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Microbe(s): Escherichia coli O157:H7, Salmonella Typhimurium, Listeria monocytogenes


The ability of electrolyzed water (EW) to inactivate foodborne pathogens on the surfaces of lettuce and spinach was investigated. Lettuce and spinach leaves were inoculated with a cocktail of 3 strains each of Escherichia coli O157:H7, Salmonella Typhimurium, and Listeria monocytogenes and treated with acidic electrolyzed water (AC-EW), alkaline electrolyzed water (AK-EW), alkaline electrolyzed water followed by acidic electrolyzed water (sequential treatment, AK-EW + AC-EW), deionized water followed by acidic electrolyzed water (sequential treatment, DW + AC-EW), and deionized water (control, DW) for 15, 30 s, and 1, 3, and 5 min at room temperature (22 2 C). For all 3 pathogens, the same pattern of microbial reduction on lettuce and spinach were apparent. The relative efficacy of reduction was AC-EW > DW + AC-EW = AK-EW + AC-EW > AK-EW > control. After a 3-min treatment of AC-EW, the 3 tested pathogens were reduced below the detection limit (0.7 log). DW + AC-EW and AK-EW + AC-EW produced the same levels of reduction after 5 min when compared to the control. AK-EW did not reduce levels of pathogens even after a 5-min treatment on lettuce and spinach. Results suggest that AC-EW treatment was able to significantly reduce populations of the 3 tested pathogens from the surfaces of lettuce and spinach with increasing time of exposure.



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Microbe(s): Escherichia coli O157:H7, Salmonella, and Listeria monocytogenes


Recent foodborne outbreaks implicating spinach and lettuce have increased consumer concerns regarding the safety of fresh produce. While the most common commercial antimicrobial intervention for fresh produce is wash water containing 50 to 200 ppm chlorine, this study compares the effectiveness of acidified sodium chlorite, chlorine, and acidic electrolyzed water for inactivating Escherichia coli O157:H7, Salmonella, and Listeria monocytogenes inoculated onto leafy greens. Fresh mixed greens were left uninoculated or inoculated with approximately 6 log CFU/g of E. coli O157:H7, Salmonella, and L. monocytogenes and treated by immersion for 60 or 90 s in different wash solutions (1:150, wt/vol), including 50 ppm of chlorine solution acidified to pH 6.5, acidic electrolyzed water (pH 2.1 0.2, oxygen reduction potential of 1,100 mV, 30 to 35 ppm of free chlorine), and acidified sodium chlorite (1,200 ppm, pH 2.5). Samples were neutralized and homogenized. Bacterial survival was determined by standard spread plating on selective media. Each test case (organism treatment time) was replicated twice with five samples per replicate. There was no difference (P 0.05) in the time of immersion on the antimicrobial effectiveness of the treatments. Furthermore, there was no difference (P 0.05) in survival of the three organisms regardless of treatment or time. Acidified sodium chlorite, resulted in reductions in populations of 3 to 3.8 log CFU/g and was more effective than chlorinated water (2.1 to 2.8 log CFU/g reduction). These results provide the produce industry with important information to assist in selection of effective antimicrobial strategies.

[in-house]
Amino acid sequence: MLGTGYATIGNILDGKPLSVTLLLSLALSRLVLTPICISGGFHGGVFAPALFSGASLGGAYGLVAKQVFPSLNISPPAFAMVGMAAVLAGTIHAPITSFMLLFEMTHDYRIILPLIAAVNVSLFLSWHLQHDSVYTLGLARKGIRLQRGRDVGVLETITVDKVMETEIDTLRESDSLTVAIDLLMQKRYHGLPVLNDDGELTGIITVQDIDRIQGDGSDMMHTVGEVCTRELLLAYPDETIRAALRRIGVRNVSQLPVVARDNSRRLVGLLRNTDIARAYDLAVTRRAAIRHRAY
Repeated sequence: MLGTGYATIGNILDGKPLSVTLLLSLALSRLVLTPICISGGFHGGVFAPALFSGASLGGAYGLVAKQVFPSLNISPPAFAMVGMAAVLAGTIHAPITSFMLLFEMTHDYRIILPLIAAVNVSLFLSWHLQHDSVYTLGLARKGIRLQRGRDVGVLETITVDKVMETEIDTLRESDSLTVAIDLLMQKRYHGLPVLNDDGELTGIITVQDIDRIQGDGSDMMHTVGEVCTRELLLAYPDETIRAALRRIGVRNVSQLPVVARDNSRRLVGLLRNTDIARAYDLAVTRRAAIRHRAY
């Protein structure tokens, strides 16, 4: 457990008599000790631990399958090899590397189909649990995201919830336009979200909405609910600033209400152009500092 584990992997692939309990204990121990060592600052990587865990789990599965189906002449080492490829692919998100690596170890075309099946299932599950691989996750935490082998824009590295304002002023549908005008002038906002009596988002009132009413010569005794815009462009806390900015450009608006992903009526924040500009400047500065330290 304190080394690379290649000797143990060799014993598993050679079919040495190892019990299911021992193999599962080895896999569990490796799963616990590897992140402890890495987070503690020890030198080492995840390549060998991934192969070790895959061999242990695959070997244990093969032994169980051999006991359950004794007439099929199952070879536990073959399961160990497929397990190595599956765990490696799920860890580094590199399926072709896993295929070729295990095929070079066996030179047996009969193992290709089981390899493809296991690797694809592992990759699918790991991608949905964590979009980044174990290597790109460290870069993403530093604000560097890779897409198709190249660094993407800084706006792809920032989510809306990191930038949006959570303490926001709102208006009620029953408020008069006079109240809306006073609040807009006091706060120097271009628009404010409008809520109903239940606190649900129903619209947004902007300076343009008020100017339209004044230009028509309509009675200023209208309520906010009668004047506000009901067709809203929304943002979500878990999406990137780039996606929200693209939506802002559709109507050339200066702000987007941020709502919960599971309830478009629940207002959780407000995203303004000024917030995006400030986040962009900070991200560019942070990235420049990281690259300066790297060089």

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Microbe(s): Escherichia coli O157:H7, Listeria monocytogenes


Antibacterial activity of electrolyzed oxidizing (EO) water prepared from 0.05% or 0.10% (w/v) sodium chloride (NaCl) solutions against indigenous bacteria associated with fresh strawberries (Fragaria ananassa) was evaluated. The efficacy of EO water and sodium hypochlorite (NaOCl) solution in eliminating and controlling the growth of Listeria monocytogenes and Escherichia coli O157:H7 inoculated onto strawberries stored at 4 +/- 1 C up to 15 d was investigated at exposure time of 1, 5, or 10 min. Posttreatment neutralization of fruit surfaces was also determined. More than 2 log10 CFU/g reductions of aerobic mesophiles were obtained in fruits washed for 10 or 15 min in EO water prepared from 0.10% (w/v) NaCl solution. Bactericidal activity of the disinfectants against L. monocytogenes and E. coli O157:H7 was not affected by posttreatment neutralization, and increasing exposure time did not significantly increase the antibacterial efficacy against both pathogens. While washing fruit surfaces with distilled water resulted in 1.90 and 1.27 log10 CFU/mL of rinse fluid reduction of L. monocytogenes and E. coli O157:H7, respectively, > 2.60 log10 CFU/mL of rinse fluid reduction of L. monocytogenes and up to 2.35 and 3.12 log10 CFU/mL of rinse fluid reduction of E. coli O157:H7 were observed on fruit surfaces washed with EO water and NaOCl solution, respectively. Listeria monocytogenes and E. coli O157:H7 populations decreased over storage regardless of prior treatment. However, EO water and aqueous NaOCl did not show higher antimicrobial potential than water treatment during refrigeration storage.